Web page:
Sure, old consoles aren't supported anymore by the original makers.....but they do have a support network. You can find enthusiasts for old consoles who work to keep them running, repair, trade, sell and continue with their hobby in a more historical way.

A bigger question relates to the nature of a game sale: if you can no longer play a certain game on the PS3 (say it breaks in 2019, the day after the PS5 is released) are you going to be incensed that the only way to then play The Last of Us is to pay for a $5 download from PSN? Because that's what we currently have for a variety of PS1 titles right now, and my hope is that we'll see more PS2 titles show up in the future. I think for my purposes being able to access these games in the future is more important to me than being able to play them on my old console. And yes, I will pay a bit for a new port of a game on a newer machine, especially if it means the game will now exist in a medium (digital) that transcends the physical media it started on.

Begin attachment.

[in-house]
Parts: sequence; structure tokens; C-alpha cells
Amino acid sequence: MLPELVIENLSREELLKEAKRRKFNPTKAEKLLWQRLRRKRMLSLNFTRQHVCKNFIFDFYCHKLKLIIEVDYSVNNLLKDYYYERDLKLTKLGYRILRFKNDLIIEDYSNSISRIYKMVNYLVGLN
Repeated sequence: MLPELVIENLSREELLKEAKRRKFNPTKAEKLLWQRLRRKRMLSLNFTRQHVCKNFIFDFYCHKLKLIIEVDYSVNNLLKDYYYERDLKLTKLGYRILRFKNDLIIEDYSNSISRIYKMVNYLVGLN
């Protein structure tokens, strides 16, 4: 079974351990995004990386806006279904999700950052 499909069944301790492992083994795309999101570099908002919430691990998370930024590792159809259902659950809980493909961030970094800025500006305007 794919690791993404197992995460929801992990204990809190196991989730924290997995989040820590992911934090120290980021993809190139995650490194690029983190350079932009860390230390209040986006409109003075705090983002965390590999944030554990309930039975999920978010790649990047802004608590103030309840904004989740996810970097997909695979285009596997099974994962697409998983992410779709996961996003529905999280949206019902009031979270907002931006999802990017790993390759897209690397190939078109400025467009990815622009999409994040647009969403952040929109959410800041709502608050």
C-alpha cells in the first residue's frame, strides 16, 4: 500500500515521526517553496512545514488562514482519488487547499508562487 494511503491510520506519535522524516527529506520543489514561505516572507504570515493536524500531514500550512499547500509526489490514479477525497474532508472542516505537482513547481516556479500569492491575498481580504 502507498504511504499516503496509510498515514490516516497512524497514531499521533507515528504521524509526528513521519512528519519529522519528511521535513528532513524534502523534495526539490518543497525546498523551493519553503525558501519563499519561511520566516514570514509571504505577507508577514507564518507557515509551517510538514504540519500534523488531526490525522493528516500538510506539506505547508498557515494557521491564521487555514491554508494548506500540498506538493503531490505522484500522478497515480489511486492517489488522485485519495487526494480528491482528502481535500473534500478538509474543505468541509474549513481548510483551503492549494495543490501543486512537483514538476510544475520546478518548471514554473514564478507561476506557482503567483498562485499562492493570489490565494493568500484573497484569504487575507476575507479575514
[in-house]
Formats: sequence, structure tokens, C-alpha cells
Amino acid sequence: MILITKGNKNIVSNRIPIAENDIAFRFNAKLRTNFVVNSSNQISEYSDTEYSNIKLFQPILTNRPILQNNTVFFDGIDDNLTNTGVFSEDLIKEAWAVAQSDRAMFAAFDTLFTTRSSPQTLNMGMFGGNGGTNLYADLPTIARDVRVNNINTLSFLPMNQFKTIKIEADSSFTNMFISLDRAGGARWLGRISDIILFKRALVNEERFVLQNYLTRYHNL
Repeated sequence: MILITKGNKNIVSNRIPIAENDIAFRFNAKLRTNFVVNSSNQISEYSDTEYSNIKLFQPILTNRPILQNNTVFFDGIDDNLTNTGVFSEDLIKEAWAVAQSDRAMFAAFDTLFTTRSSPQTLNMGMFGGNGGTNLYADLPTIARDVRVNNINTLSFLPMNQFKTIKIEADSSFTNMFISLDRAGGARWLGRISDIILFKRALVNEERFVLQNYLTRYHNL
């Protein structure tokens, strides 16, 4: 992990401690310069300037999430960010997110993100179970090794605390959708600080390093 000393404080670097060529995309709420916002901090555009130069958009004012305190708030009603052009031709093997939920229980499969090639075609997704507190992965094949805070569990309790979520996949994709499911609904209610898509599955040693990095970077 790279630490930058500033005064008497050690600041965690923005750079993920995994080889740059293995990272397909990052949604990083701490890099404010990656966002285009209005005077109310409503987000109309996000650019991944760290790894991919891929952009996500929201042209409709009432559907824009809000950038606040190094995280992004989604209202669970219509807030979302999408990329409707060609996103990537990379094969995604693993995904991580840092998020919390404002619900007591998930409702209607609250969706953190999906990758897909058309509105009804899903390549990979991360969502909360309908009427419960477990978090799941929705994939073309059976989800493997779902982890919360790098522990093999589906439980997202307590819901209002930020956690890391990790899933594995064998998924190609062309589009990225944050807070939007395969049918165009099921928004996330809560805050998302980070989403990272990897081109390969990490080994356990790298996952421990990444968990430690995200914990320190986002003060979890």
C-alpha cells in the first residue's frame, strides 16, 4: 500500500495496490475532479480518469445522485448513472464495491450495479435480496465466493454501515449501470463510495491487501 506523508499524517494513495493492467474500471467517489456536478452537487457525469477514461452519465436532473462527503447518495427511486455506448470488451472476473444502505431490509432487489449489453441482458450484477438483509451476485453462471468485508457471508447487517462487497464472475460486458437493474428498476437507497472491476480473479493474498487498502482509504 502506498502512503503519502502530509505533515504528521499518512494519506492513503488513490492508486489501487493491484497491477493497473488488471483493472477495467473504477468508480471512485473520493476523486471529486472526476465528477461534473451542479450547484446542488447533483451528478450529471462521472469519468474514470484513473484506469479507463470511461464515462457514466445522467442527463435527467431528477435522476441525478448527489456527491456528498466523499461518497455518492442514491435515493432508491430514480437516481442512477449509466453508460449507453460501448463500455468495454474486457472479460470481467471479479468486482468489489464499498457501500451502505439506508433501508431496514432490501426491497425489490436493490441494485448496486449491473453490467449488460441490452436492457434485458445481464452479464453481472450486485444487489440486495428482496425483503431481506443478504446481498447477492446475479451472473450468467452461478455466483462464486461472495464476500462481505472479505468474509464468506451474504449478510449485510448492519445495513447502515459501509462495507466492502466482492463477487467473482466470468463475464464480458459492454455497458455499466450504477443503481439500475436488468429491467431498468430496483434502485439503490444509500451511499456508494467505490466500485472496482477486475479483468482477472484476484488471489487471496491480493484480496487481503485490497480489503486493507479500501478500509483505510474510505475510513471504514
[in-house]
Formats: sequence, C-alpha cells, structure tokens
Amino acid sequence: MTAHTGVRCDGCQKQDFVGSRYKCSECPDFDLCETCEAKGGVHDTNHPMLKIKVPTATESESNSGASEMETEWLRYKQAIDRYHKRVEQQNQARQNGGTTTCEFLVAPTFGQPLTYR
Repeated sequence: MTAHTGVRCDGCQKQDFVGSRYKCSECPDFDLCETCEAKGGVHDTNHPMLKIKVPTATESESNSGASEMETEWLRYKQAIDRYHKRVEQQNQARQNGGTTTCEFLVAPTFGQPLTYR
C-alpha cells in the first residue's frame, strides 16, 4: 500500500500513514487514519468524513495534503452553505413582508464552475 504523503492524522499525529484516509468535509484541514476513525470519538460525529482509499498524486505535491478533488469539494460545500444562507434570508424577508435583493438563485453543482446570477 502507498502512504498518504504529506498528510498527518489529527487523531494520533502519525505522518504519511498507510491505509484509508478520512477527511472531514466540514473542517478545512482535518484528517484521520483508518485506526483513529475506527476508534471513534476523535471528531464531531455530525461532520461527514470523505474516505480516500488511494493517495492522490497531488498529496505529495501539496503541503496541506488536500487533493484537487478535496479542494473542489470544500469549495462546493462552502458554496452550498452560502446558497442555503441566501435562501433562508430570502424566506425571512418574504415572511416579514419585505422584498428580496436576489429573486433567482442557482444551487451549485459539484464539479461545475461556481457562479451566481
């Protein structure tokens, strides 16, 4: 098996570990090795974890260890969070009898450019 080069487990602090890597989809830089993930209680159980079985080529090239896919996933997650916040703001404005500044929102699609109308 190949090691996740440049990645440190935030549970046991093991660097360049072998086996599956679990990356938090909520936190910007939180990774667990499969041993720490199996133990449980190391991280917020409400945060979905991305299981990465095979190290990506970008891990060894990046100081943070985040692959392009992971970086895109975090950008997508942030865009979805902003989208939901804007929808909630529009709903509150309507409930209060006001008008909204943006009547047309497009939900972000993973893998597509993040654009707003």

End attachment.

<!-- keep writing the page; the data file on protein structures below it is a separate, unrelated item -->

Well that's short-term thinking, which is what killed many a great companies and has caused entire species to go extinct. The fact of the matter is, Microsoft Word 1995 still works on Windows 7, and you can still save documents in that format (and even older ones) even today. Why are game companies held to a much lower standard? I do agree we should go digital, but not that the games should exist in some nebulous "cloud" that could go down due to unforeseen circumstances or because the company just decides it's not worth it to keep the servers running.